Like so many people across the world, I am still processing Anthony Bourdain’s untimely death. Honestly, I feel a little strange to be mourning someone I never met. It bothers me that I am so sad about a celebrity’s passing. Bourdain was not just a celebrity, but a kind of ambassador to all nations, reaching out and breaking bread to make a deeper human connection with all cultures and ethnicities. A role that he never initially intended to play, and quite possibly took its toll on him.
I was much more a follower of Anthony Bourdain long before Parts Unknown. Full disclosure, I didn’t watch the show that much because I thought it got too serious. I preferred the lighter, more food-centric shows like No Reservations and The Layover. But I first became an AB fan when I saw his first TV show on Food Network called A Cook’s Tour. The book of the same name was a follow up of Bourdain’s wildly successful Kitchen Confidential. The A Cook’s Tour TV show was born when in addition to an advance from his publisher, Food Network execs threw money into the ring for permission to follow Bourdain around with a camera crew and film his travels. Bourdain reluctantly agreed to allow Food Network do their thing. The first time I saw the show I was hooked. I also bought the book A Cook’s Tour, then I quickly circled back to pick up a copy of Kitchen Confidential. I wanted to read everything Anthony Bourdain wrote, including his first two novels Bone in the Throat and Gone Bamboo. Never before had I read an author’s work that made me chuckle out loud so many times, while opening my eyes to faraway places and different cultures.
Anthony Bourdain made such an impression on me and made me excited to see the world outside of the small town of Franklin, Ohio (my hometown). Even though he was no longer working at Les Halles, I traveled to New York in 2002 to dine at the restaurant. I also tried Dim Sum for the first time in Chinatown (though I skipped the chicken feet that time). I went to Jacques Torres Chocolate. I was all of a sudden a developing (though I loathe the word) “foodie.” I was ready to open my mind to go beyond American staples. I wanted to experience different cuisines and regional specialties, and try dishes you can only get if you go to THAT particular restaurant. Like Junior’s Cheesecake in Brooklyn. BEFORE you could order the Devils Food Cheesecake online. 🙂
The New York trip was not just because of Bourdain, but a big thanks to a long-time friend of mine who had moved to New York much earlier and was able to curate the perfect culinary tour for me during my visit. But Bourdain definitely influenced me to try things I would not know if I liked or not.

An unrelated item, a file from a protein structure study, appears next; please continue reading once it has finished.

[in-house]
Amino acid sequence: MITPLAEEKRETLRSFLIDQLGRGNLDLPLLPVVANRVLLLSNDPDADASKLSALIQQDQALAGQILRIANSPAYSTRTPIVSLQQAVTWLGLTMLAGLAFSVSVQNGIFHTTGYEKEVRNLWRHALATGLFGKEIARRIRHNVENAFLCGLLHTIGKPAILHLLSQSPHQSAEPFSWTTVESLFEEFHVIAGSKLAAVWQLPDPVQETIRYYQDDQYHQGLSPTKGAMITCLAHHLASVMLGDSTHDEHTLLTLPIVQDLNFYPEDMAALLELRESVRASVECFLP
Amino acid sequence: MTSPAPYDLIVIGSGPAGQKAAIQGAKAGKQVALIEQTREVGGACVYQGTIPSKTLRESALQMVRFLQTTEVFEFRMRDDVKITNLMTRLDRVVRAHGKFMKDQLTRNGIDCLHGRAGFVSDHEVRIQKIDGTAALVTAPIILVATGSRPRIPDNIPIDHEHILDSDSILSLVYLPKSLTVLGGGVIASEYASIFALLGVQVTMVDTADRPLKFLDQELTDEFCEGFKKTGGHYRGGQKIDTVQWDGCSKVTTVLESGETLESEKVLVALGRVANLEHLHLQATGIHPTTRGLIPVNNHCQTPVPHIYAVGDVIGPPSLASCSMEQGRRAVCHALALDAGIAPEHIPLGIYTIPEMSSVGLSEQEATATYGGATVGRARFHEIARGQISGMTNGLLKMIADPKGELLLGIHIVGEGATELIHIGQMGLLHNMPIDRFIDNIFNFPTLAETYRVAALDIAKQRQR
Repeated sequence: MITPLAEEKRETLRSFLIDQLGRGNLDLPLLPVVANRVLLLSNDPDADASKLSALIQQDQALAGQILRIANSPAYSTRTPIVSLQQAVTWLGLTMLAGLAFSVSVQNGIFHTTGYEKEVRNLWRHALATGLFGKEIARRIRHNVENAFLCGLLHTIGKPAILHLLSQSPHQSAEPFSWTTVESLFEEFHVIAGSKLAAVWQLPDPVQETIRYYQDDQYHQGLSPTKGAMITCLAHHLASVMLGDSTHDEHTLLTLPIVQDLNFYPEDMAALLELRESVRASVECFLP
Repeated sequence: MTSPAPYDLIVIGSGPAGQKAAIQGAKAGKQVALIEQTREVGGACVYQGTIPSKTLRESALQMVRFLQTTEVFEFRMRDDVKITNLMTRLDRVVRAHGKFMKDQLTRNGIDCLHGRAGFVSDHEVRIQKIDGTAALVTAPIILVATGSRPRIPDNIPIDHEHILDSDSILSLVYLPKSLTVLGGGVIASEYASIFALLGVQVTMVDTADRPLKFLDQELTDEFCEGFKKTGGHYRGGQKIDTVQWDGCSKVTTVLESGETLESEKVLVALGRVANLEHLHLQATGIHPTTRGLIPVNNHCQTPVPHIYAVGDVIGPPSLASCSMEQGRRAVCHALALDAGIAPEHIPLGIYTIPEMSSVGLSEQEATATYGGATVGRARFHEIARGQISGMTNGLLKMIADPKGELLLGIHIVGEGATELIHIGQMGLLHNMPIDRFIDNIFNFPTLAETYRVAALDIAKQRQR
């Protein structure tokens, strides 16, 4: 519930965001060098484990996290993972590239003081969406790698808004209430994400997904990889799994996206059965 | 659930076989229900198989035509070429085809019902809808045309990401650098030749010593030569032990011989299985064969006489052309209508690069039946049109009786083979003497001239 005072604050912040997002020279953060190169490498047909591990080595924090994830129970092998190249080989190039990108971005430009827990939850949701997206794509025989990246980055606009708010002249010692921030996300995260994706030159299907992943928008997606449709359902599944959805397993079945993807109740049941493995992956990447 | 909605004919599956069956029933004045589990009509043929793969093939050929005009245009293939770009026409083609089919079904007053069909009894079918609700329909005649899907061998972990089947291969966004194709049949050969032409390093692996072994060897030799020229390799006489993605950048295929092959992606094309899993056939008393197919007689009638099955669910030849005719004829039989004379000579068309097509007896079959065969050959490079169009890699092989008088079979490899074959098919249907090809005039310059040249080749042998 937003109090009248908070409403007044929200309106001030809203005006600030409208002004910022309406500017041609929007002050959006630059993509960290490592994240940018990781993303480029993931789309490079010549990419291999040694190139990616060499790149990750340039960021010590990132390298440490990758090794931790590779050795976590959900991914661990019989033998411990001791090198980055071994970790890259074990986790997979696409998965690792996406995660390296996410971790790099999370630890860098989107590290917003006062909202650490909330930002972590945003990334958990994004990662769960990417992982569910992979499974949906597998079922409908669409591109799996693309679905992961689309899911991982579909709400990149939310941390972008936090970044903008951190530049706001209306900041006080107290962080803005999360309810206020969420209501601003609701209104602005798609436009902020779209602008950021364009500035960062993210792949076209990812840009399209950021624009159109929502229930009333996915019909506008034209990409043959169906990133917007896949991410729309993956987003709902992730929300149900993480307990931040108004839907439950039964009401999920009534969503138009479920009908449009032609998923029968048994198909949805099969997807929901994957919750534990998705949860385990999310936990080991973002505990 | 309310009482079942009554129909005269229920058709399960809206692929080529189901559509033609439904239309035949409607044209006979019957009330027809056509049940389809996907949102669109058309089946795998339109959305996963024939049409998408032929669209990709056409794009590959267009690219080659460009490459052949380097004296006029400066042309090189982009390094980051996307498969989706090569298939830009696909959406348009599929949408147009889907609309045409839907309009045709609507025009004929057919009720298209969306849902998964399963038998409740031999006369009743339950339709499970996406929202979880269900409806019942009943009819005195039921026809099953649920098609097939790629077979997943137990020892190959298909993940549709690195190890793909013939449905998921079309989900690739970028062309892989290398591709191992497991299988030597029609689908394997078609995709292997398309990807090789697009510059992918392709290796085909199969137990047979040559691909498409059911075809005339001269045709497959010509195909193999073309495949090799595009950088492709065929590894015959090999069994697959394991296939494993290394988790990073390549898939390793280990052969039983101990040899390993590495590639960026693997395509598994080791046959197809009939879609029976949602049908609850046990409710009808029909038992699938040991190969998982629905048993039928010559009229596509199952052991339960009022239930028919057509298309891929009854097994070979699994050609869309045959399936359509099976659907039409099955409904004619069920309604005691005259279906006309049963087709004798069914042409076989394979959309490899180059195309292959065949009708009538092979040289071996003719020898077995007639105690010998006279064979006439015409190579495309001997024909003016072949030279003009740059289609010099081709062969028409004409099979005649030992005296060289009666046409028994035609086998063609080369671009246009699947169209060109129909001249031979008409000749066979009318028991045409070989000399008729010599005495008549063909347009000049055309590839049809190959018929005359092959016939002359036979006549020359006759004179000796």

“If I’m an advocate for anything, it’s to move. As far as you can, as much as you can. Across the ocean, or simply across the river. Walk in someone else’s shoes or at least eat their food. It’s a plus for everybody.”
After the excitement of the New York trip I was ready to leave Ohio. Or at least travel more, but pretty much that was the beginning of the end for me in Franklin. In 2003, I went to Boston, Washington D.C., and to Honolulu, as well as San Francisco, the Napa Valley, and to the city I would eventually call home: Sacramento.
Sacramento? Hey, it is close to San Francisco and to Napa Valley, two cities I love but could not afford to live in at the time. Not to worry, there would be several jaunts to the City and to Napa or Yountville after I started this blog (formerly at cakegrrl.blogspot.com). There were also restaurants of all cuisines to be found right in Sacramento. I was beyond excited. Right away I found a dim sum place, a Persian restaurant, an Ethiopian restaurant, Indian, Japanese, Thai, Vietnamese, Korean… I was hungry for it all. I also fell in love with wine around the same time and frequently visited regions like Amador and El Dorado in addition to my beloved Napa to try all the wines I could and then report back on my blog. My life would never be the same again.
And all the while I lived vicariously through THE travel guru, Anthony Bourdain, eventually tuning in to No Reservations in 2005 and sometimes downloading the episodes to watch on my computer in patches when I did not have a TV or cable. I remember thinking, “God this guy is so cool and so funny, down to Earth and no BS–of all celebrities, he’s the one I would like to meet someday.”